Q: My district won't evaluate my kid for special needs -- how do I appeal this?
As a parent, guardian or advocate, you have a legal right to request that your public school evaluate your child for special education. Federal law, the Individuals with Disabilities Education Act as amended in 2004 (IDEA), gives you that right. States are obligated “identify, locate, and evaluate every child who may have a disability requiring special education services.” When there is suspicion that a child has a disability, parents and educators have a responsibility and a right to request a full, individual, comprehensive, multi-disciplinary evaluation. The request should be made in writing to the school district's director or supervisor of special education. Parents should retain copies of all correspondence relating to their child; and it is a good idea to hand deliver the original and have the parent copy signed and dated by someone at school so there can be no dispute as to when the letter was received.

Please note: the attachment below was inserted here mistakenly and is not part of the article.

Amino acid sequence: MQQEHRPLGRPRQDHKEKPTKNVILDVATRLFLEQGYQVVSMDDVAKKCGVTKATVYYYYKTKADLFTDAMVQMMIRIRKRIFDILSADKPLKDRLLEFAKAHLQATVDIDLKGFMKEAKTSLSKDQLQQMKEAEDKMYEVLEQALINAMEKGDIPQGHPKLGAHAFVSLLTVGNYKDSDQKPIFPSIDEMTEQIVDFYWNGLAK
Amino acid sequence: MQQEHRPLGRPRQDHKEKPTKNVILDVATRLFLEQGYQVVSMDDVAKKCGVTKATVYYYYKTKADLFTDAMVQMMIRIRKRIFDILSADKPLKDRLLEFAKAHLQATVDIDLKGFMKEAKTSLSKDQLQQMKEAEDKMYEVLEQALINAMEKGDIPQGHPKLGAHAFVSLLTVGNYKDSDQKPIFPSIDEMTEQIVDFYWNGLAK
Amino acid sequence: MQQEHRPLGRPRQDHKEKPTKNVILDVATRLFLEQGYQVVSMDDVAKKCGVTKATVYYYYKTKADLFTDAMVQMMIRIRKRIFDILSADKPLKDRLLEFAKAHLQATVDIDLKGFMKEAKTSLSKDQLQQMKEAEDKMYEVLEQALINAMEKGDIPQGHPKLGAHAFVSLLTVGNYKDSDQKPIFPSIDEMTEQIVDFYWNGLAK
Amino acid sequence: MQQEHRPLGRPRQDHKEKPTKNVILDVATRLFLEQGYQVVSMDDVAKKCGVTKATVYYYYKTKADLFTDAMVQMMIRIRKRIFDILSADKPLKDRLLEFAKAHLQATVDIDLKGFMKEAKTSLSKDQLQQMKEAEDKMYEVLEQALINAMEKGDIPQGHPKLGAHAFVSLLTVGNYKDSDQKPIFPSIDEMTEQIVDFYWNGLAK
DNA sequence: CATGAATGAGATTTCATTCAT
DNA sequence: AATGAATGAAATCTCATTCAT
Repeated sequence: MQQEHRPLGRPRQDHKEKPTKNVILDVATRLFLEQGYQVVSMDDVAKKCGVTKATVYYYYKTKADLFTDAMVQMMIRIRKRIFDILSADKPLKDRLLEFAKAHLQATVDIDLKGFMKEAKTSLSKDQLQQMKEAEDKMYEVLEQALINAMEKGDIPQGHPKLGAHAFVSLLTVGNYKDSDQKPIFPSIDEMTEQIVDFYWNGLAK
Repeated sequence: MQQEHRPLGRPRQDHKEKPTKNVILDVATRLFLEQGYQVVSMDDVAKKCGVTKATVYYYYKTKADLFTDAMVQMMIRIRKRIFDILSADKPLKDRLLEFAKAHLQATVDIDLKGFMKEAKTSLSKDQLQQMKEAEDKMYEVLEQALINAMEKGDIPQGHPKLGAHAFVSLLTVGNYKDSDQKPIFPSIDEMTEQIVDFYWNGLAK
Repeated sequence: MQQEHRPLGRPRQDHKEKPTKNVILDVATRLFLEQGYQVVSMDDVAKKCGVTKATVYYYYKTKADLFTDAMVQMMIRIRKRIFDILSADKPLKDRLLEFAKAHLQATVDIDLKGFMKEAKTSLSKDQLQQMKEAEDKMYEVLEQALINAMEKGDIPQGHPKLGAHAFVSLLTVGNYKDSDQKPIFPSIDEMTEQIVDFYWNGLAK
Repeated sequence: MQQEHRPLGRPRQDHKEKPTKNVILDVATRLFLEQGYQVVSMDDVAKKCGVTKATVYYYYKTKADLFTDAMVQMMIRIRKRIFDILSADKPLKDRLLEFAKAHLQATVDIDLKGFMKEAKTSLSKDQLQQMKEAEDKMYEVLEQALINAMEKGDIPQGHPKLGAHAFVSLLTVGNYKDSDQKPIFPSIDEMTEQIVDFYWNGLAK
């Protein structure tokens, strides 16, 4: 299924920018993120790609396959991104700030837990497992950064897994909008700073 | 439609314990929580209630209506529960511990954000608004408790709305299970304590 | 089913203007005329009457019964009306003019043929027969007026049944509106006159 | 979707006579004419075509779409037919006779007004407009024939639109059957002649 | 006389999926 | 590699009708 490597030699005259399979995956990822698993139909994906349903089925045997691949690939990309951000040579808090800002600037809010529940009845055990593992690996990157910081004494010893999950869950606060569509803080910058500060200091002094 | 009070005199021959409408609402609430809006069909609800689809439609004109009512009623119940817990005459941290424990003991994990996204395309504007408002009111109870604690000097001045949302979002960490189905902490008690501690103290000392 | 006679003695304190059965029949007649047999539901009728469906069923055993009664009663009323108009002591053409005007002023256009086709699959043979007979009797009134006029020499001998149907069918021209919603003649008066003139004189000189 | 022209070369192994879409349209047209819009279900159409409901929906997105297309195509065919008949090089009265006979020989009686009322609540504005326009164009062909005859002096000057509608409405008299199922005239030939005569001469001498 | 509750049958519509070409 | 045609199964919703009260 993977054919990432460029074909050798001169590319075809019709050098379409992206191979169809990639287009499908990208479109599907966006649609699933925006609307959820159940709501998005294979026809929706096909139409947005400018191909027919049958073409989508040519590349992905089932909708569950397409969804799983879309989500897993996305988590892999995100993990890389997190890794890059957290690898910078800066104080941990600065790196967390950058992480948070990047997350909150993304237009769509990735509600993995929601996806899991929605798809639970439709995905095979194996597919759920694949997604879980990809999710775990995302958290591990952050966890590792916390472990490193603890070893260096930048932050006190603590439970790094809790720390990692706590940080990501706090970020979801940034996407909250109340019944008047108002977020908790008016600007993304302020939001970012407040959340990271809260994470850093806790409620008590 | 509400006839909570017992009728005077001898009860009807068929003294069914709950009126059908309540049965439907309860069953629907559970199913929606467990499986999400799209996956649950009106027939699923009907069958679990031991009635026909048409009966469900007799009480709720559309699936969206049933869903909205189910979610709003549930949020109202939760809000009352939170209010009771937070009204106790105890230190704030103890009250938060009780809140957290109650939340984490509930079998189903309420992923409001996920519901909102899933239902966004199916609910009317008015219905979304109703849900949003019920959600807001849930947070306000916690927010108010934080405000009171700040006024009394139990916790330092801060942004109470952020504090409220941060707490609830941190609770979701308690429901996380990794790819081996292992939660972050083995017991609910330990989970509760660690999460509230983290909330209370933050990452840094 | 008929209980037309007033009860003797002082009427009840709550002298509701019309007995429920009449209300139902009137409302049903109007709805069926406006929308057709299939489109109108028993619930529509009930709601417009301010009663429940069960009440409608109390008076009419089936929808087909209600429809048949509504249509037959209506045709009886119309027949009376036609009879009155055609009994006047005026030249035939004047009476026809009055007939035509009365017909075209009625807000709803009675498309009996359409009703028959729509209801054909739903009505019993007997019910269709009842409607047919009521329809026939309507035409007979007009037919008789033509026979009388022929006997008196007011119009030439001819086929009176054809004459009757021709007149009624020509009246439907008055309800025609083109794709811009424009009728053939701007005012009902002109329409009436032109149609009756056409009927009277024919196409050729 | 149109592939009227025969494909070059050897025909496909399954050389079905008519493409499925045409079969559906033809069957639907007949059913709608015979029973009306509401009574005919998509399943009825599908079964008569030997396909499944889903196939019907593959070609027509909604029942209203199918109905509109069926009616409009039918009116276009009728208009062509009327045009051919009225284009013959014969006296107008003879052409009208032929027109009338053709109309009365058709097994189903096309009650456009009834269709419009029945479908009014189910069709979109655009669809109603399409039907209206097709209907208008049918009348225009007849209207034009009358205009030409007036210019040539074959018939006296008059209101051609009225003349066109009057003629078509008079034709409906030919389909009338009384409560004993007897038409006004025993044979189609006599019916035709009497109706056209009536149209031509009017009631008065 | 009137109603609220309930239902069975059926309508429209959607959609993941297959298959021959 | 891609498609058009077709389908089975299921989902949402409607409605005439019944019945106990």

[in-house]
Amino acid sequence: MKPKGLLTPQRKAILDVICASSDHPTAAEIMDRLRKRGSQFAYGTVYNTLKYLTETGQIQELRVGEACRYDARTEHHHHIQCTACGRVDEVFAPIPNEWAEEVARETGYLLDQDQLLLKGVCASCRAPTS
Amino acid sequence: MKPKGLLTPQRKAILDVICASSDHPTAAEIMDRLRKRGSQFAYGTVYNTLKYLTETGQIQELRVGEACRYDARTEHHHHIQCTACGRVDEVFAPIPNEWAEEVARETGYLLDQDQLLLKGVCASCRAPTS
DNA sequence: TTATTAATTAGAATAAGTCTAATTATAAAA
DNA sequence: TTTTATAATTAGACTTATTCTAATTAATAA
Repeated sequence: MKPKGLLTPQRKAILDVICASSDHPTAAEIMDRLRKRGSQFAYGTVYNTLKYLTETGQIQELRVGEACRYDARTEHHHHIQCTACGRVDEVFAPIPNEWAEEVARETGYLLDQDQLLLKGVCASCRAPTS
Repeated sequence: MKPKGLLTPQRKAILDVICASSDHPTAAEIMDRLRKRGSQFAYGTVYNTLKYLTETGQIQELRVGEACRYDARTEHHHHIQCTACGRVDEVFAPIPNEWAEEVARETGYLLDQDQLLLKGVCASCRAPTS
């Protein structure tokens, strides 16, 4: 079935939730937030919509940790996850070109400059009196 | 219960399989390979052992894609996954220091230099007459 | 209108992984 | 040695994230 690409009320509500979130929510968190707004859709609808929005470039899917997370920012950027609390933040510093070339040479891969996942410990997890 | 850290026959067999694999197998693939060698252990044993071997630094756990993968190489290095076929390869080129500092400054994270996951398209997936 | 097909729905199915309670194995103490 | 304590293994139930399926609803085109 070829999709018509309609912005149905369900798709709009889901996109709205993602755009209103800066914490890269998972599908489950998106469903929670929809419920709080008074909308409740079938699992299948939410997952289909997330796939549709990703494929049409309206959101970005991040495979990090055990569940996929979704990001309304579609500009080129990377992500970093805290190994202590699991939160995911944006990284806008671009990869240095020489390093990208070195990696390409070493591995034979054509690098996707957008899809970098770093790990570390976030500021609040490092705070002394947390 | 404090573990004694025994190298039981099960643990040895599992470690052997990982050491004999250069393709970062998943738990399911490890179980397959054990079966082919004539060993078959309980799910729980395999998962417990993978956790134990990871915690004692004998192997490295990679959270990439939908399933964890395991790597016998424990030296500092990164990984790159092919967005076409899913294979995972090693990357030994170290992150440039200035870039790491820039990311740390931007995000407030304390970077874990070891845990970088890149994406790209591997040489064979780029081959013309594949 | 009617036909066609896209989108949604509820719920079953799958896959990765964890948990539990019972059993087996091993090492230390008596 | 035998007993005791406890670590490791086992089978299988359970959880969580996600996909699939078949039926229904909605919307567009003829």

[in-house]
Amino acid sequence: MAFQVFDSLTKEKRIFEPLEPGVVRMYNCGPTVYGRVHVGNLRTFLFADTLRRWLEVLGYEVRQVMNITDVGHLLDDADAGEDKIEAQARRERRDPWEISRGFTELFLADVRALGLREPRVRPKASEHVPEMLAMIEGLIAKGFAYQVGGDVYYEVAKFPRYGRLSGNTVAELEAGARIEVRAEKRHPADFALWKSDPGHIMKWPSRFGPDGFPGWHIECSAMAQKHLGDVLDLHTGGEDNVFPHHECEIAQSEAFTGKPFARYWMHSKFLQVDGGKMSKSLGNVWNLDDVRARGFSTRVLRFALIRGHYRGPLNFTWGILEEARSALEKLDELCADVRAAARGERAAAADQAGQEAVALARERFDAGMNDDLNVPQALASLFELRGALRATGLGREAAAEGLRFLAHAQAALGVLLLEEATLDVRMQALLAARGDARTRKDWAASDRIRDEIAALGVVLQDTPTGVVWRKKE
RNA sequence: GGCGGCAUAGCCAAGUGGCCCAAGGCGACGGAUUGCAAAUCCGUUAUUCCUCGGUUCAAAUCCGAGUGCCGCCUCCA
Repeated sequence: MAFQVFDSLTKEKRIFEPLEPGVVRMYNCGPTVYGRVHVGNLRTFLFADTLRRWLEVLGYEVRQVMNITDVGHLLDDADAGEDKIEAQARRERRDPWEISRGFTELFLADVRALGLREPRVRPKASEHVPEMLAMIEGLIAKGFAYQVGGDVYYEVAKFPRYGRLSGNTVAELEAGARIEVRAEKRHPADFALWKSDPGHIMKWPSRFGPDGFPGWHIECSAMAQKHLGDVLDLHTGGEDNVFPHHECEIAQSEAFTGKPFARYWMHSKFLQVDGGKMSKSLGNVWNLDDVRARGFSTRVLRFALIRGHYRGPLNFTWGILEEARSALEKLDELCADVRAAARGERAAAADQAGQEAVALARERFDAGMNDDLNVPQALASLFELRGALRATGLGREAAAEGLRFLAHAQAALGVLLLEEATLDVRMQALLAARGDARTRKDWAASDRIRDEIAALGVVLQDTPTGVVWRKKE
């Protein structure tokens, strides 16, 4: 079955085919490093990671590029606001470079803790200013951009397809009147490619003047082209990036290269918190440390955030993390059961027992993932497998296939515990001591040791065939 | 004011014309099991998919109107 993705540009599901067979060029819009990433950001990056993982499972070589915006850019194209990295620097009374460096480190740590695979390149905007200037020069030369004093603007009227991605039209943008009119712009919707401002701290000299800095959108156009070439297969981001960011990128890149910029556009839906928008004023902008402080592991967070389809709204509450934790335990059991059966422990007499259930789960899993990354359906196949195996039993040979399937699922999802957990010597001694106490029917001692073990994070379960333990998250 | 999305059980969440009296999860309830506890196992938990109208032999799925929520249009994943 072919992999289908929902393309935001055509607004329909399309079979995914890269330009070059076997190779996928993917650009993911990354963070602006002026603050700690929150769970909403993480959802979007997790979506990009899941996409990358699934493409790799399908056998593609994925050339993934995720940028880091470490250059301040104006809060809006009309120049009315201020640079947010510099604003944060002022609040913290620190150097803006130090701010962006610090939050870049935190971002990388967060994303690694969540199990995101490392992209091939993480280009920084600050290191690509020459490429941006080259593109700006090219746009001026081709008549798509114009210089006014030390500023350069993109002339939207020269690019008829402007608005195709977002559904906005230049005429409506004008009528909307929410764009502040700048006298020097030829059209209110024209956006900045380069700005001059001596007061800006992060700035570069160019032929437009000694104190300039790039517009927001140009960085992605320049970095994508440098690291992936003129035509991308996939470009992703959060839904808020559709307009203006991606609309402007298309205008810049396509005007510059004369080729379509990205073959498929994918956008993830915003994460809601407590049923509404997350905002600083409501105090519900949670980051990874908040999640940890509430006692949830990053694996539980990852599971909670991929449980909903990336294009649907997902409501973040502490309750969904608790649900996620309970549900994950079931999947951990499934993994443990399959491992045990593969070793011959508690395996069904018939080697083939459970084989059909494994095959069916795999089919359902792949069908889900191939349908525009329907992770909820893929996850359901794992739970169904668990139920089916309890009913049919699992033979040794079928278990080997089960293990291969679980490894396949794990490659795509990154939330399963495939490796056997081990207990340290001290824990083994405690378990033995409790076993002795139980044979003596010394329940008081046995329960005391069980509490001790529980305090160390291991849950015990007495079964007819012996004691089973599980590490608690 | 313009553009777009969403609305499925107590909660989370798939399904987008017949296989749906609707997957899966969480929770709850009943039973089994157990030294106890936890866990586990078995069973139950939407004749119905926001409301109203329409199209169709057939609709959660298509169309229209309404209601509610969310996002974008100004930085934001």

If the school refuses to evaluate despite a parental written request, the parent can file a petition for due process with the State Department of Education or a State Complaint. You may want to seek the assistance of an advocate or attorney who specializes in special education law to assist you with the process.
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